In practice, these abortions were rarely practiced before 2012, when an abortion under these circumstances required juridical review before it could be performed. In 2012, the case of a girl known only as A.G, went to the Argentine Supreme Court, and won her case, which effectively clarified the scope of the law to ensure that women whose abortions did fall into one of the categories that were permitted by law were not prevented from getting an abortion by bureaucratic or practical hurdles.
The Campaign for Legal, Safe, and Free Abortion in Argentina defends the right to abortion and provides resources for women; they also lobby the government for abortion to be legalized, and organize protests and events to further the cause. Before A.G.’s case went to trial, “a woman who requested one of these legally permitted abortions couldn’t get access to one,” explains MacDougall.
Other abortion cases have gone to trial in recent years. The most famous case, the Caso Belén (named after the pseudonym used to protect the woman’s identity--Belen is a common name in Argentina) involved a young woman who suffered a miscarriage, or “spontaneous abortion” in a hospital in 2014. Belen maintains that she didn’t know she was pregnant, but a fetus was found in one of the hospital bathrooms that the hospital staff accused her of hiding. The medical professionals involved violated patient confidentiality and denounced her to the police, who then held her for over 900 days without proof that the fetus was hers, and without conducting a DNA analysis. Belen was finally released in March 2017.
What Society Says About Abortion
Much like the U.S., Argentina and its people are divided on the issue of abortion. A 2007 study conducted by despenalizar.org.ar, a pro-choice coalition of women from various organizations and NGOs, suggests that at that time, between 44% and 62% percent of the population agreed that abortion should be decriminalized, which means that women who have an abortion shouldn’t be arrested or prosecuted food for it. This isn’t the same as supporting legal abortion however, and the Catholic church has a powerful support base in Argentina — Pope Francis is the former Archbishop of Buenos Aires, and the first Latin American pope.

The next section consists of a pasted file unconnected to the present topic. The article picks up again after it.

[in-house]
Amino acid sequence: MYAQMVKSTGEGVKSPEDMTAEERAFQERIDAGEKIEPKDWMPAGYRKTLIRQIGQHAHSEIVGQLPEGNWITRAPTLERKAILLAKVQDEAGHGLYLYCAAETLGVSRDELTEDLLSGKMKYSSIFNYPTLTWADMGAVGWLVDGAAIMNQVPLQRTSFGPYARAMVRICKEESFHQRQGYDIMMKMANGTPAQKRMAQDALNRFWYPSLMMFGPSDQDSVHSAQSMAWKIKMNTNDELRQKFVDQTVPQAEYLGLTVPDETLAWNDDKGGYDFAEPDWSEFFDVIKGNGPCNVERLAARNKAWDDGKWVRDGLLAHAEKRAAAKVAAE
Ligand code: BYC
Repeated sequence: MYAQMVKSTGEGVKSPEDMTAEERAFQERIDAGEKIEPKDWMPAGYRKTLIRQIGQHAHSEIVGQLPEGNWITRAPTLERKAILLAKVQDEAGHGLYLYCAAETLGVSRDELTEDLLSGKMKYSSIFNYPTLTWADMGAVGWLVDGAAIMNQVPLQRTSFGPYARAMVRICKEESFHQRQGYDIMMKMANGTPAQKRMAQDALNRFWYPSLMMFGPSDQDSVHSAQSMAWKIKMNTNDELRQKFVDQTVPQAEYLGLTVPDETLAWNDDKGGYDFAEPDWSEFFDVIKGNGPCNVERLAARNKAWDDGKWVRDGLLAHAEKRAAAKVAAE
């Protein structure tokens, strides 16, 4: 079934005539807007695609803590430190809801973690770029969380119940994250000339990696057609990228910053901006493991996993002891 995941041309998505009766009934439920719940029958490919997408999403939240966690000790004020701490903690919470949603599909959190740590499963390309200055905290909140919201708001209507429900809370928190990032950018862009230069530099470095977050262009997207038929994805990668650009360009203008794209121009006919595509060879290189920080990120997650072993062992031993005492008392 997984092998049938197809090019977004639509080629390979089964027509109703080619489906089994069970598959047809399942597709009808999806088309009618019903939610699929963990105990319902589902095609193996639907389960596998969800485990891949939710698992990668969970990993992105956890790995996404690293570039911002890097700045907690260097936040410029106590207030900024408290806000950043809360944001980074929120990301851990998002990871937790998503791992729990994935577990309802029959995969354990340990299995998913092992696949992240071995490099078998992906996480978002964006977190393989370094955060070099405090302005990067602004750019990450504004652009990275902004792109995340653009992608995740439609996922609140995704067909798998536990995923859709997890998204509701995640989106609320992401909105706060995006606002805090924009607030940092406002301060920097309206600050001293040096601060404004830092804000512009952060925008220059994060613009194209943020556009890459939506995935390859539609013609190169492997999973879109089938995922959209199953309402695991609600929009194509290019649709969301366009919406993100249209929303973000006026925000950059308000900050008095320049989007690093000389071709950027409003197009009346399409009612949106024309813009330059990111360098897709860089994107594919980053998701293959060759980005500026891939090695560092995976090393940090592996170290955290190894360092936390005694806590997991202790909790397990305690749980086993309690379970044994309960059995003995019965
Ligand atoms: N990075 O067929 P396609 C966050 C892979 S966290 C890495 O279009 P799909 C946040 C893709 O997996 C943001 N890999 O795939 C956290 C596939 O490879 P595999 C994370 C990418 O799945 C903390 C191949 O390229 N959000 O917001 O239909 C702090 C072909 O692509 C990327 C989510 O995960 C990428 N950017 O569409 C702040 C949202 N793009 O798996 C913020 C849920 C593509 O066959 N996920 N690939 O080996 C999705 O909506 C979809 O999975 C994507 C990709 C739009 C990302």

But feminist movements have also gained traction in Argentina in recent years. Ni Una Menos, or “not one less,” was created in 2015 to bring attention to “femicidios,” or homicides committed against women. Ni Una Menos has organized national women’s strikes, protests, and helped make street harassment illegal. They’ve brought attention to many women’s issues in Argentina, and include legalizing abortion as one of their goals.
The Campaign for Legal, Free, and Safe Abortion, mentioned above, also organizes marches and events to campaign for legal abortion, as well as presenting law projects to the national congress. Their goals are summarized in their slogan: “Sexual Education to Make Decisions. Contraception to Prevent Abortions. Legal Abortions to Prevent Deaths.” (In Spanish: Educacion sexual para decidir, anticonceptivos para no avortar y avorto legal para no morir).
Legalizing abortion in my adoptive country is an uphill battle. But Argentine society continues to evolve, and many feminist women are pushing to get laws passed by the national congress. In the meantime, I hope that too many women don’t suffer from the consequences of unsafe abortions or a skewed justice system, and are able to make decisions for their own body safely and affordably.
Sam Harrison is a freelance writer who lives and works in Buenos Aires, Argentina. She writes about culture, travel, feminism, South America, and more. You can find some of her writing here or follow her on Twitter: @cest_qui_sam.
Photo Credit: Reuters.com - Enrique Marcarian